Teenager fractures spine at Blue Lagoon Abereiddy | United Kingdom | New

With the return of warm weather, people will be looking for ways to soak up the sun and cool off. However, a mum is warning others to be careful after watching her son fracture his spine as he fell in Wales. Tombstone (or cliff jumping) involves jumping with an upright posture into the sea or another body of water from a height, such as from a cliff or bridge.

Lindsay Wilson was vacationing in Wales with her family last week when they decided to head to the Blue Lagoon. The Abereiddy site in Pembrokeshire is a former quarry that has long been a popular spot for those wishing to leap from its high slate walls into the deep waters below.

The 41-year-old NHS worker from Bradford said her son Sam had already taken the plunge over 30ft once and, after coming back up to jump a second time, she pulled out her mobile phone to film him.

However, speaking to WalesOnline, Lindsay added that she knew something had gone wrong shortly after she emerged from the water, after hitting the surface hard in a “lightly seated position”.

She described seeing the 16-year-old as having “turned pale” as he clung to the rocks in obvious distress.

“Sam is a big 16-year-old boy and a fantastic swimmer, so we didn’t think anything was going on initially,” said Lyndsay, who was later told the impact of that height was tantamount to “bumping on concrete”. There were others in the lagoon at the same time and we just thought he was just waiting for them to come out first.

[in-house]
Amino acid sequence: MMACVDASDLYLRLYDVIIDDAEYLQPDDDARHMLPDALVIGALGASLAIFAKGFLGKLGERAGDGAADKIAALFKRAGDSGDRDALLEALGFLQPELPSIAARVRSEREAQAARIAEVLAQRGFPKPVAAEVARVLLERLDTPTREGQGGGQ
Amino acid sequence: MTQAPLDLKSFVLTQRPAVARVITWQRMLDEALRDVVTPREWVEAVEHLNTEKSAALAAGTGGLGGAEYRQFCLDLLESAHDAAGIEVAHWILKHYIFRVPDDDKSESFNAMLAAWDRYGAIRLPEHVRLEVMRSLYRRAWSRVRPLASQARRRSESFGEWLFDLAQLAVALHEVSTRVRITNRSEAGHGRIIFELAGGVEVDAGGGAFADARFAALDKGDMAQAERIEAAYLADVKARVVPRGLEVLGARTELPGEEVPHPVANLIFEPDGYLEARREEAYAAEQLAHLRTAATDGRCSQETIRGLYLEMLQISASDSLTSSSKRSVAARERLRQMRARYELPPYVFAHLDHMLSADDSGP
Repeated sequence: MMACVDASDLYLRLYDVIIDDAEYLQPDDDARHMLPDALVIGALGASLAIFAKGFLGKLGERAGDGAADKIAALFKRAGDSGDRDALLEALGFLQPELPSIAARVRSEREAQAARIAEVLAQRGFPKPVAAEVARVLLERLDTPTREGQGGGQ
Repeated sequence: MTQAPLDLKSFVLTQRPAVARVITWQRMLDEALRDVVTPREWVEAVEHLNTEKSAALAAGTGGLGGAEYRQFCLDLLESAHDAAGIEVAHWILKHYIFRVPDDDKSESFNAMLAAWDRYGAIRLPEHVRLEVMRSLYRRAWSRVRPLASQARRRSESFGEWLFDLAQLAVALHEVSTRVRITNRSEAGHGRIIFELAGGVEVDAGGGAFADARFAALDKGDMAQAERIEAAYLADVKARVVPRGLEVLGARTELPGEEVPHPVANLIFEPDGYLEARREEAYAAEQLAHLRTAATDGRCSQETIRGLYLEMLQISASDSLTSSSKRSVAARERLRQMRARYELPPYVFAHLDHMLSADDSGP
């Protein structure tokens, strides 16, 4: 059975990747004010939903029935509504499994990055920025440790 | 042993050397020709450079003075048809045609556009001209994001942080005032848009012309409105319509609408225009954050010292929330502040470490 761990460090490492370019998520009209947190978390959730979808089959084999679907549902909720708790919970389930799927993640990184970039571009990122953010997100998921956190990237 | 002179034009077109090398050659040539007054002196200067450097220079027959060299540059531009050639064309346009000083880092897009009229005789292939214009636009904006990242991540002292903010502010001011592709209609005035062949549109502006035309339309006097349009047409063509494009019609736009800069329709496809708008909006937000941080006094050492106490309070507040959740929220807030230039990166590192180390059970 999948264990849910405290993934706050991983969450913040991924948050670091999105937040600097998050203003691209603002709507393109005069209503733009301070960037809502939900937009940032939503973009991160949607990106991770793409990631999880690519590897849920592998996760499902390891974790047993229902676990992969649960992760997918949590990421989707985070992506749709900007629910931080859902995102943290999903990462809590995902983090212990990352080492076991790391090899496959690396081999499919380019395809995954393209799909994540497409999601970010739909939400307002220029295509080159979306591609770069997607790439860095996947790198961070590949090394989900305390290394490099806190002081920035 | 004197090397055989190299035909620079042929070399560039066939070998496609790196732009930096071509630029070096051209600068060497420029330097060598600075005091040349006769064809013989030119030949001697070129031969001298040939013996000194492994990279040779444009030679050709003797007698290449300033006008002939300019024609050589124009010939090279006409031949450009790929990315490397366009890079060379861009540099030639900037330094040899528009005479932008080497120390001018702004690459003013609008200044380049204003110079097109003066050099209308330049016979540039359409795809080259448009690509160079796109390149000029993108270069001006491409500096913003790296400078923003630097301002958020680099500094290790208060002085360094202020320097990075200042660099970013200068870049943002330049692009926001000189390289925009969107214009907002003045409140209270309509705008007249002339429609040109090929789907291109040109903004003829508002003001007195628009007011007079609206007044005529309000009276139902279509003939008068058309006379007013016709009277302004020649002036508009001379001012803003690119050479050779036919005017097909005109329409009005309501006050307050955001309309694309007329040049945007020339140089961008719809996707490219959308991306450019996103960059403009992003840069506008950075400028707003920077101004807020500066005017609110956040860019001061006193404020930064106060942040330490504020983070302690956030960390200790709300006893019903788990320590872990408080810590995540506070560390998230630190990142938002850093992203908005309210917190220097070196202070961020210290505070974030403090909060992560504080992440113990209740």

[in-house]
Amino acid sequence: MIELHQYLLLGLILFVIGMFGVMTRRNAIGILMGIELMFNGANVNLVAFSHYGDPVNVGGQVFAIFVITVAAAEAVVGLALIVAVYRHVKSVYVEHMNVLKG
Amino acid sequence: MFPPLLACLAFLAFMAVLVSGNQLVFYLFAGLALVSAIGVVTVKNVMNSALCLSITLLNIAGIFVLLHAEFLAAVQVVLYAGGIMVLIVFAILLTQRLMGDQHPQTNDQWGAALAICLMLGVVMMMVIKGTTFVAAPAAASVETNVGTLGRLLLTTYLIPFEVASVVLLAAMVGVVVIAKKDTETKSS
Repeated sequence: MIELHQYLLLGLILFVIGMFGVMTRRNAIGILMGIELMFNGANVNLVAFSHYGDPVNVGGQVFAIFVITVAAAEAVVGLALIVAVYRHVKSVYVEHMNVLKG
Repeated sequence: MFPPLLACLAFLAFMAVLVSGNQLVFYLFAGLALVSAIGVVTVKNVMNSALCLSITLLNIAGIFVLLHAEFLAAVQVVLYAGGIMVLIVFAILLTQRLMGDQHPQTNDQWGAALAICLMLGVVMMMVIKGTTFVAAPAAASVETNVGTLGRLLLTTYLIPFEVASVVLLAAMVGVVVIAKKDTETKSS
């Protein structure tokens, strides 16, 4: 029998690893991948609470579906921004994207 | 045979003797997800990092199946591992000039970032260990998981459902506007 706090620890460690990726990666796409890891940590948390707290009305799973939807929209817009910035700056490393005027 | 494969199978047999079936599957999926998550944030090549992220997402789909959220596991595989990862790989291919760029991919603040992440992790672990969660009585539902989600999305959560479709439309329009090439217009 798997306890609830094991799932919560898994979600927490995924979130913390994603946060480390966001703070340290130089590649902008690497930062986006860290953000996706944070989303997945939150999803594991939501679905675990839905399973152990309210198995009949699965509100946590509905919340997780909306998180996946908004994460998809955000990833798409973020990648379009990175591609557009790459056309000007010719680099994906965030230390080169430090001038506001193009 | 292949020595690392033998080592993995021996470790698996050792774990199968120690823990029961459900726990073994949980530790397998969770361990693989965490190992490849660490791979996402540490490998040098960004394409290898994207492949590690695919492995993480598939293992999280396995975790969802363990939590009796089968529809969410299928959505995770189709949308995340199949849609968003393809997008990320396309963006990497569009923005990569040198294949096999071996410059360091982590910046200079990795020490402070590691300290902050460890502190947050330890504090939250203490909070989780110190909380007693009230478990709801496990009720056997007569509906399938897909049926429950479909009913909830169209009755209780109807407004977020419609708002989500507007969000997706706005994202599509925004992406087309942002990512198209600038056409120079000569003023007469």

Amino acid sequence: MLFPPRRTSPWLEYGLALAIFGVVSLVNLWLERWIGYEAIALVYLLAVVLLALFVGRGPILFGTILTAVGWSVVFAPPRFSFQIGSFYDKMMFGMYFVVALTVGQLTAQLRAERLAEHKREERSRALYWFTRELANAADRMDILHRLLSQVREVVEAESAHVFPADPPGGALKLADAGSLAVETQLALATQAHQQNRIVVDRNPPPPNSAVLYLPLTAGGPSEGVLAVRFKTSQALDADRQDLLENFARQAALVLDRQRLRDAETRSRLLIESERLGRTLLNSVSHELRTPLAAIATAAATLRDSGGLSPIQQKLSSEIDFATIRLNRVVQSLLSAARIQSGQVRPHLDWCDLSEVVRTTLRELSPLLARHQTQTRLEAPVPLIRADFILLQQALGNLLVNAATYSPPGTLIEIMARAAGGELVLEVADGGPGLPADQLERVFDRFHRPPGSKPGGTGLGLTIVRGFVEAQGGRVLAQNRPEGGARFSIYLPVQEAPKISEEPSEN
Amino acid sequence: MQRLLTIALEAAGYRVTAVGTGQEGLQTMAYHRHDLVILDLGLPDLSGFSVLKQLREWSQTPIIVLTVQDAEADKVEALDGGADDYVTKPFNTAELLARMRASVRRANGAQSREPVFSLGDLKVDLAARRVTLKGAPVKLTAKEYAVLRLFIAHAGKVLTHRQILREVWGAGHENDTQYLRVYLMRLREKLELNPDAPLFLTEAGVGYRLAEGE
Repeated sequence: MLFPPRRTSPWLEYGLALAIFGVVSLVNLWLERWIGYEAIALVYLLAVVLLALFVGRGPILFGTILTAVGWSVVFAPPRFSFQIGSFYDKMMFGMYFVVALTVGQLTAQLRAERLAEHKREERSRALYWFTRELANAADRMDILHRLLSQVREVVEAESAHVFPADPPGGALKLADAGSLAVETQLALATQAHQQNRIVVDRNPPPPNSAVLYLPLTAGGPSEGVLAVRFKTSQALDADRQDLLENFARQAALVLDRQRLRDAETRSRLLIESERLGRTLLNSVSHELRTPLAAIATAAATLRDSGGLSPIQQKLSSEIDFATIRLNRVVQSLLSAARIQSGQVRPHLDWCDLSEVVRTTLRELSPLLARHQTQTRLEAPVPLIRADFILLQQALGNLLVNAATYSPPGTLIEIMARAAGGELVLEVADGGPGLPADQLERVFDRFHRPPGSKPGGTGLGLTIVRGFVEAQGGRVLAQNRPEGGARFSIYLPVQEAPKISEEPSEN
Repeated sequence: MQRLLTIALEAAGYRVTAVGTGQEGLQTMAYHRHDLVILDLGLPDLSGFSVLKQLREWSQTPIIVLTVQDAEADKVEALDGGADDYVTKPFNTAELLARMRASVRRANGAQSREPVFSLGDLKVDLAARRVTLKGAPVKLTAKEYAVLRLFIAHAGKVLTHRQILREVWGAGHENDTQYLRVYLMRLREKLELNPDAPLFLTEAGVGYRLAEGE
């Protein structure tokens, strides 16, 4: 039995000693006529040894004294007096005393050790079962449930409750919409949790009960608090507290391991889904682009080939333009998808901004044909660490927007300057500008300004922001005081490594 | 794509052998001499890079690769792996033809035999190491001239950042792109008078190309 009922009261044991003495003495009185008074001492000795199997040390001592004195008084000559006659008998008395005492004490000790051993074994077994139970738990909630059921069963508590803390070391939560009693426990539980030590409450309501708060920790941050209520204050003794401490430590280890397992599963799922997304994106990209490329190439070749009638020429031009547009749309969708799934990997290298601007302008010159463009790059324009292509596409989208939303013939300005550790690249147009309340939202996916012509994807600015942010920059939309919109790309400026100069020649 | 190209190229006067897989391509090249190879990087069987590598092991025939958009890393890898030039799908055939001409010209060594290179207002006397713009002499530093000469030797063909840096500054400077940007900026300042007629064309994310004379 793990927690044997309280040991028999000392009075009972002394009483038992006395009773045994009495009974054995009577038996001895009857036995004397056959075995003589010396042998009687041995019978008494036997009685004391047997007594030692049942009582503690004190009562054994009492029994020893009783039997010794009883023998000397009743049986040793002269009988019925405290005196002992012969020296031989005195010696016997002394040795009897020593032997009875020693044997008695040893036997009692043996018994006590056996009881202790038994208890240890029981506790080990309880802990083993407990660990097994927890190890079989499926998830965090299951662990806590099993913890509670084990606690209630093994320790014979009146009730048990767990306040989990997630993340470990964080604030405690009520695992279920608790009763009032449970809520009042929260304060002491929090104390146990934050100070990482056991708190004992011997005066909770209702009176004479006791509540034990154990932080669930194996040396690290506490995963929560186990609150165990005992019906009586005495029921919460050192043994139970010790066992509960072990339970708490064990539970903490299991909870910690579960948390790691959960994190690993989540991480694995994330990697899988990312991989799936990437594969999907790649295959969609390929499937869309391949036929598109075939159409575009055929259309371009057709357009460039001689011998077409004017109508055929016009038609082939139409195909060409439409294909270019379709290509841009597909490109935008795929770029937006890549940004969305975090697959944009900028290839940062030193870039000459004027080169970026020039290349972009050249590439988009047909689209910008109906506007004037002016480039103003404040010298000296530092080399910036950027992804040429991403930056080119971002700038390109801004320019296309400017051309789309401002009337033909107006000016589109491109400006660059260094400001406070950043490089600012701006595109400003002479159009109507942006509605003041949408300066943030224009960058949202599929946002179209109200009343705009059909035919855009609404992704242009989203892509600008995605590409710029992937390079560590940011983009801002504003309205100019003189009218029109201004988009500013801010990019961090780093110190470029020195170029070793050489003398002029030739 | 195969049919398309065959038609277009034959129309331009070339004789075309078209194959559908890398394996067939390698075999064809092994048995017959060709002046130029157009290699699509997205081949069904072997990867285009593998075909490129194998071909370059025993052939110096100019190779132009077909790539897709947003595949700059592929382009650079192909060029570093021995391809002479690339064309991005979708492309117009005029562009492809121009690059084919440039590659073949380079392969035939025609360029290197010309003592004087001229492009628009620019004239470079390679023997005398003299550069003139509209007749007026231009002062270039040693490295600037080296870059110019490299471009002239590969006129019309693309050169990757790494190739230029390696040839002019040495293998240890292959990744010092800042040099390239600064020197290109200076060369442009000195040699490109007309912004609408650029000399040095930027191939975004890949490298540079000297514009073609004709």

“But then we could see that he had turned pale and was clinging to the rocks.” She added that a woman called Tessa from Celtic Quest Coasteering, a local outdoor adventure group who had also been in the water, swam to Sam.

“She put him on his back and, using a paddle board as a makeshift stretcher, a few of them swam him to shore. We are so grateful to them for doing this. , I can’t imagine what could have happened otherwise.”

The teenager was then airlifted away from the cliffs by a Coastguard helicopter to a waiting ambulance before being transferred to Carmarthen Hospital later that afternoon (Tuesday August 2). There, consultants sent Sam for a CT scan which showed he had a broken spine that would require him to wear a body brace.

“When he was first checked he must have still been in shock because he told the doctors he had no pain in his back – so it’s a good job they were so thorough and insisted on having him scanned,” Lindsay added. “We just hope the injury will heal on its own over time and he won’t need surgery.”

“In the meantime, my dad and I are sleeping on his bedroom floor to make sure he has everything he needs if he wakes up in the middle of the night. He should be enjoying his summer school holidays by Right now, instead, he’s in terrible pain and can barely move.

“I just want to make sure everyone realizes the risks of this stuff and that no one else has to go through what we went through. But, given that there were still children jumping from the ledge in the water after Sam had his accident, I’m afraid this warning will fall on deaf ears.”

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